"Our maintenance crew has been welding pipe with the Big Blue 302 on an oil production platform in the Gulf of Mexico, and they are very impressed with how smoothly it places a bead," states Aulds. "In fact, they do not want to go back to the old machines after experiencing the new Big Blue 302."

Shop Foreman Jack Martin also believes that Miller has come a long way and now makes a welding generator that can stand up to every day pipe welding.

"Just to see if I could bog down the machine," says Martin, "I ran a bead completely around a pipe, dragging the rod in the open root. The Big Blue never bogged down, which means that it has good voltage control. I was pretty impressed because not many machines can do that. Also, the new Millers don't throw a lot of buckshot (spatter), so the sides of the weld stay clean."

After getting such positive feedback from Martin and the welding operators, Aulds immediately purchased a Big Blue 302 and plans to buy a new one every quarter this year. He jokes that the mechanics are nervous about Crown going to Miller machines -because they have such a great warranty. Three years parts and labor is hard to beat. I hope it's going to be a tremendous maintenance savings."

The Big Blue 302 will lower maintenance costs because it only has three brushes that cost $5.34 each and take five minutes to replace. Also, these brushes receive much less stress than those in a DC generator because they carry a small amount of current, not the entire welding load.

"Another thing operators really like is the machine's quietness," adds Aulds. "The Big Blue isn't noisy; you don't get that rumbling in your ears, so you can hear yourself think." To put this in perspective, consider that a single 300 amp competitive unit creates more noise than the combined sound of three Big Blue 302s.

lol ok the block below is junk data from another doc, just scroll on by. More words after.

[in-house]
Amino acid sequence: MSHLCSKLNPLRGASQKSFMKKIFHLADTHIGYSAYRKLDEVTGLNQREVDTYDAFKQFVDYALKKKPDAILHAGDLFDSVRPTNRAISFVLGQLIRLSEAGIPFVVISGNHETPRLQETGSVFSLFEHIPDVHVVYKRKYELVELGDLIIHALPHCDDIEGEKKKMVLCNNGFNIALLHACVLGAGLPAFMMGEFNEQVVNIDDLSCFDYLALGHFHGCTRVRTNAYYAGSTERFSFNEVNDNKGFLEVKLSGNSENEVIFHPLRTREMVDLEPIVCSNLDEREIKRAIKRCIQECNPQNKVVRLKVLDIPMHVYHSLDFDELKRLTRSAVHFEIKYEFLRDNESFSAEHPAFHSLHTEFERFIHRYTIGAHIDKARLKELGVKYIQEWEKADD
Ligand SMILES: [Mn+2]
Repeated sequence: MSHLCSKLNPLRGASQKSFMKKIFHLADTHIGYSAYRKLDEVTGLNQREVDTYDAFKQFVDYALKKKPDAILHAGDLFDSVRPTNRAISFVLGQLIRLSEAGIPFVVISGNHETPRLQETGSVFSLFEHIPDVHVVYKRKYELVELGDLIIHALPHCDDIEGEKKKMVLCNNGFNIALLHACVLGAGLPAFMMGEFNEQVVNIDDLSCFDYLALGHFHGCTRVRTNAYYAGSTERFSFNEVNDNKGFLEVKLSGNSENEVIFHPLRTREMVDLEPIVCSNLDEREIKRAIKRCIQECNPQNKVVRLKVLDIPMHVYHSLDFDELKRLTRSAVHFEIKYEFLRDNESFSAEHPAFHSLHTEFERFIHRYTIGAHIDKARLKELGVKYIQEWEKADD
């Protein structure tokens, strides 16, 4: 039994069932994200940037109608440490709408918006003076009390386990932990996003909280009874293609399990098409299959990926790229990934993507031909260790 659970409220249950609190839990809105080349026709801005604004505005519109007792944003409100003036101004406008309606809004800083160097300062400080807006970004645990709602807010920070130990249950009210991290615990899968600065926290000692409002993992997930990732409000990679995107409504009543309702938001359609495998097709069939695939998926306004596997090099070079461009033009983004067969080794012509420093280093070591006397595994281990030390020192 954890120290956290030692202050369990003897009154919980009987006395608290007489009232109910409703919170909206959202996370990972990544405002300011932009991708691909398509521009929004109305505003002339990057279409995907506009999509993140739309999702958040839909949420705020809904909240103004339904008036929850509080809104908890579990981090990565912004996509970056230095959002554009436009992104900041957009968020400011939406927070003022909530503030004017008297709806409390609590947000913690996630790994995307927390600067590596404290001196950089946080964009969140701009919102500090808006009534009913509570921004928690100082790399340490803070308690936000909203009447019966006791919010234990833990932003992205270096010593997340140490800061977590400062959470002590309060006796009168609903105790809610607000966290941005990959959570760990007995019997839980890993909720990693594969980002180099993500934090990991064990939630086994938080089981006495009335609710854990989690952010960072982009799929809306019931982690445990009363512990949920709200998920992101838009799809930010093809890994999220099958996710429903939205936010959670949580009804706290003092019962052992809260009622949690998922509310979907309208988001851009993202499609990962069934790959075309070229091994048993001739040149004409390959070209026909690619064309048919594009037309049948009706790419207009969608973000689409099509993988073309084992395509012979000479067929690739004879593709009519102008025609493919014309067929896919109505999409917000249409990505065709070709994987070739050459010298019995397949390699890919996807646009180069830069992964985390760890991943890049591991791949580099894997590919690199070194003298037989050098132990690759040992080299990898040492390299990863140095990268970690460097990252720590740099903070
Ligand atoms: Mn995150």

Standing Up to Salt Water

While single arc units such as the Big Blue work well for Crown's numerous maintenance contracts - the company provides services to Texaco, Vastar, Burlington Resources, El Paso Energy, Amerada Hess and others - multiple-arc welding machines make more sense for large jobs.

"We just completed three compressor hook-ups, which is a major coup for us," says Aulds. "We had 25- to 40-man shifts working day and night to Stick and TIG weld all the tie-ins. On larger jobs like this, we've had great luck with Miller's six- and eight-arc welders, the Mark VI™ and Mark VIII®-2. And by luck, I mean that we don't have breakdowns."

Multiple-arc welders create independently controlled welding arcs through a single primary power cable. Aulds uses a 50 kW generator to power the Mark VI and an 80 kW generator to power the Mark VIII-2. While initially acquired for the irreliability, multiple-arc machines also save Crown money. First, it takes much less time to load a single machine and a generator on a workboat than six or eight separate engine drives. Second, multiple-arc machines dramatically lower the cost per welding arc. A Mark VI and a 50 kW generator set together cost about $24,000, or a per-arc cost of $4,000. Engine drives with a 300 amp output cost $8,000 to $11,000 each. Third, engine drives cost more to maintain because they have more parts that wear.

"On larger jobs, we've had very good success using multiple-arc machines instead of engine drives," states Aulds. "With fewer moving parts, we don't have the problems that we ran into with our old diesel machines. And if one arc should go out on a Mark VIII-2, the other seven arcs keep working. After three years, the electric machines from Miller have held up really well in the salt water environment."